Spring All the Way
Spring Data Neo4j RX is not dependent on any Object Graph Mapper library, but brings all mapping capabilities built-in. Choosing to go full-on Spring makes it profit from Spring Data’s ecosystem, especially the provided mapping and conversion support.
We are listening to our very helpful community and colleagues who are working close with customers and give us their feedback. As a result, we not only provide a Spring Boot starter to get you started quickly and support you along the way with SDN/RX, but we’ve also created separate Spring Boot starters for the 1.7 and 4.0 series of the Neo4j Java Driver.
Even if you decide not to use a mapping framework, you can configure the driver and work with an instance created for you within a Spring Boot application.
Immutable and Reactive Support
Using immutable entities throughout the application is a very important feature, and we want to give you the best experience. It doesn’t matter if you are using manually constructed immutable classes, Lombok’s @Data annotation, Kotlin data classes or Java 14+ experimental records. Spring Data Neo4j RX maps your data to these classes and respects their immutable nature.
Another important cornerstone of Spring Data Neo4j RX is to support the reactive programming model. This means you can now benefit from Neo4j 4.0 reactive data access and take control over the stream of data you’re querying for. Of course, we still provide support on the same level for imperative programming approaches as well.
It has been an intentional decision to base all connections to Neo4j on the superb Java Driver. This gives us not only a stable communication but also enables us to make use of its type system reflecting the database’s one.
The use of the latest driver also ensures that you can always connect to the latest versions of the database and AuraDB instances with all its features.
Choose Your Level of Abstraction
The best advice is to access your domain by using a repository for the aggregate root as described in Domain Driven Design. But we know there are cases that require you to have more control over the querying and mapping process. This is the reason why the Neo4jTemplate and the Neo4jClient got introduced.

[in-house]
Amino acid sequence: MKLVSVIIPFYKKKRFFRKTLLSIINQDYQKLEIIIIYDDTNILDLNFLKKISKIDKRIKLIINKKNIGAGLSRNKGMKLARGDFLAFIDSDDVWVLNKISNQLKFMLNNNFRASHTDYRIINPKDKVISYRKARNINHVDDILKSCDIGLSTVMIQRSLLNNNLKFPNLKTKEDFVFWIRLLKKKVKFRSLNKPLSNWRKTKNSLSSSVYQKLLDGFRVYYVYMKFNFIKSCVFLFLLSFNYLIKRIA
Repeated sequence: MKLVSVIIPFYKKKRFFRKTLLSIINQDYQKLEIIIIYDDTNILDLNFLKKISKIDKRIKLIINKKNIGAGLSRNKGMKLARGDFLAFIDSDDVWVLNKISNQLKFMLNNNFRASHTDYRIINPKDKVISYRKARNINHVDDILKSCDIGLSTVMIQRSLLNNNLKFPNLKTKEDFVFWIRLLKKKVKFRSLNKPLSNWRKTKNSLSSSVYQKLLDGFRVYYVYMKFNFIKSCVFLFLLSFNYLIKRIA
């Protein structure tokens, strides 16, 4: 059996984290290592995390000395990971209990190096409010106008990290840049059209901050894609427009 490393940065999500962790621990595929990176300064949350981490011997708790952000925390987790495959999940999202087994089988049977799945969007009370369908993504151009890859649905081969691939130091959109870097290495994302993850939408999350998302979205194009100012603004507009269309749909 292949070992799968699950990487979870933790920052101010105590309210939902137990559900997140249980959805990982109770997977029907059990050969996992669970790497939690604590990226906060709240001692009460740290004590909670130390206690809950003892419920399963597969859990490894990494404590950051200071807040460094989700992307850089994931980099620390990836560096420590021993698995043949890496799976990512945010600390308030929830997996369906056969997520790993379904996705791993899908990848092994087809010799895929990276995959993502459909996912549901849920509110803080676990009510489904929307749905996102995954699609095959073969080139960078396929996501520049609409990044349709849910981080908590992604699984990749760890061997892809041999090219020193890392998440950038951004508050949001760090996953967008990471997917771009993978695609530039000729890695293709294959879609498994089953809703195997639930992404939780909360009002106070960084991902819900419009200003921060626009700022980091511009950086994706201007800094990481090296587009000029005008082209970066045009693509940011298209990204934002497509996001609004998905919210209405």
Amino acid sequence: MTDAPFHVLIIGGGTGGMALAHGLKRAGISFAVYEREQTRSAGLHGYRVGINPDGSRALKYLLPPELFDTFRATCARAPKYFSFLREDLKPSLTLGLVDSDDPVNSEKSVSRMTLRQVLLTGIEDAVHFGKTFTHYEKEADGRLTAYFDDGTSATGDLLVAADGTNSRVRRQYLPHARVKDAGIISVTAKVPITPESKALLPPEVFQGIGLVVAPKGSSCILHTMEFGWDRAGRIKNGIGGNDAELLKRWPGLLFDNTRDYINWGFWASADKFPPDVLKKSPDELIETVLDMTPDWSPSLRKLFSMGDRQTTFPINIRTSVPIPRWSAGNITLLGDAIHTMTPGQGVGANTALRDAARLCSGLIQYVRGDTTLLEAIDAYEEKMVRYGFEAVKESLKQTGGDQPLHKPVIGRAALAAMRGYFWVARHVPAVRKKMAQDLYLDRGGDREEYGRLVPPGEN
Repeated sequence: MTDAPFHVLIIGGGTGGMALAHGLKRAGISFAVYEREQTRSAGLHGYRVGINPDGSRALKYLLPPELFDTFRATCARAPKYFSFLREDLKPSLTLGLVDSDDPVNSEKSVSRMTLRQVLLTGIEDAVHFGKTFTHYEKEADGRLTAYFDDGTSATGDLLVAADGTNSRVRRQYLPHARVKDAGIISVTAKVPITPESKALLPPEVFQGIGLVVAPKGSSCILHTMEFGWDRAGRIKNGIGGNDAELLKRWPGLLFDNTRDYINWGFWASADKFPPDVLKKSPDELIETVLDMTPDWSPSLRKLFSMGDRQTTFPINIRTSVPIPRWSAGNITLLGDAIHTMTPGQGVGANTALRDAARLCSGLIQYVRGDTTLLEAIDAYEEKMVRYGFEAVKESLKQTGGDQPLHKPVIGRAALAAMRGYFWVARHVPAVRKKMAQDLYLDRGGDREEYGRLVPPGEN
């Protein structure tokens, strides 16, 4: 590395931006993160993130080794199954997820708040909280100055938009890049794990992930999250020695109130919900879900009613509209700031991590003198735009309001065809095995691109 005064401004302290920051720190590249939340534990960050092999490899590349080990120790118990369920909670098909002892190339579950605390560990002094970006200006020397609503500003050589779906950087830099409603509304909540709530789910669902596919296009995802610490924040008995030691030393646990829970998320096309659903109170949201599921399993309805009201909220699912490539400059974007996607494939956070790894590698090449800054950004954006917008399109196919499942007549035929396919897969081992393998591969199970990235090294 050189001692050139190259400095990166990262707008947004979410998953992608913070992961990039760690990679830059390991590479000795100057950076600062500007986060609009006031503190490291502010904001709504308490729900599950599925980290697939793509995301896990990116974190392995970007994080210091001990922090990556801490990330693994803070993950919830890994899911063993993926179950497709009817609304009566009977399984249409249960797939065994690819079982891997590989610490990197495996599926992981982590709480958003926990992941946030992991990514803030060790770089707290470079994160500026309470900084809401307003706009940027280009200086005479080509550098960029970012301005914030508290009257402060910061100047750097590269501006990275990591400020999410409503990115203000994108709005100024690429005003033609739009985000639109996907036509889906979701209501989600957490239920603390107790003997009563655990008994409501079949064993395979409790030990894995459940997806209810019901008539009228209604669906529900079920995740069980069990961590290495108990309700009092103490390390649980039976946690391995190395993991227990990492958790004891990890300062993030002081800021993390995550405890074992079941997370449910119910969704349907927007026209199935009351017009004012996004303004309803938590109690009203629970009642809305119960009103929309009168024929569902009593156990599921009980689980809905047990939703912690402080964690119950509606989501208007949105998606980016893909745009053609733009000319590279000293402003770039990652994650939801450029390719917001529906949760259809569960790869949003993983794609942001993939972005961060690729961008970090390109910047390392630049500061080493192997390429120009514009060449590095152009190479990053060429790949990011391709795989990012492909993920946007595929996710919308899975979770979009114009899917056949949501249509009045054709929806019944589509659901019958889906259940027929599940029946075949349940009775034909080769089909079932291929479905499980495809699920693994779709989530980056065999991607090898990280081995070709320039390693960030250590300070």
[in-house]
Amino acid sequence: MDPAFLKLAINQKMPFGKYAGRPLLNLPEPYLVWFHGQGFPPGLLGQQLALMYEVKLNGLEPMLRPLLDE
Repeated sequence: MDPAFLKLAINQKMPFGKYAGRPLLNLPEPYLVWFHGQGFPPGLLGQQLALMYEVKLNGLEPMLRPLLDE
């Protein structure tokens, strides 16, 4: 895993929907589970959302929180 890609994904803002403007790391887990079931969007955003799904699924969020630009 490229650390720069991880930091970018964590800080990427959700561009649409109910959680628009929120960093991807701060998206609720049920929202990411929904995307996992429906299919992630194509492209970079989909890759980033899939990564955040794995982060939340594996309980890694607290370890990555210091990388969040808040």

The first one is aware of all the entities and relationships you have defined. It will take care of mapping the results from your custom query to those entities.
The second one does not need any information about your domain but requires you to additionally provide a mapping function to create instances of your POJO from the result of a given Cypher query.
In the early days of Spring Data Neo4j RX, it was considered an internal API only. But, again, we listened to our community asking for a public surface and more features of the DSL. As a result, we made most of the parts now public available within the SDN/RX framework.
We are still in a phase where this API might change, but we did not want to make you wait to try it out. This is the reason why we exposed it as an experimental API in the 1.0 release.
Where to Start
The easiest way to set up a new project is to go to
start.spring.io and create a new Spring Boot application. All that is required after downloading your application is to add the Spring Data Neo4j RX starter dependency to your project.
<dependency> <groupId>org.neo4j.springframework.data</groupId> <artifactId>spring-data-neo4j-rx-spring-boot-starter</artifactId> <version>1.0.0</version> </dependency>
Model your domain according to the documentation and create a suitable repository definition to access your data. There are also some useful examples for imperative and reactive applications.
What the Future Will Look Like
Spring Data Neo4j RX should be seen as the replacement of the current SDN/RX. In a future version of Spring Data it will get picked up and the current version of Spring Data Neo4j will be put into maintenance mode.
Of course, we will still provide bug fixes and apply security fixes to the already existing versions out there that have not reached their EOL.
We already have written up some more detailed posts:
here and there is also a developer guide for Spring Data Neo4j RX containing a walk-through tutorial.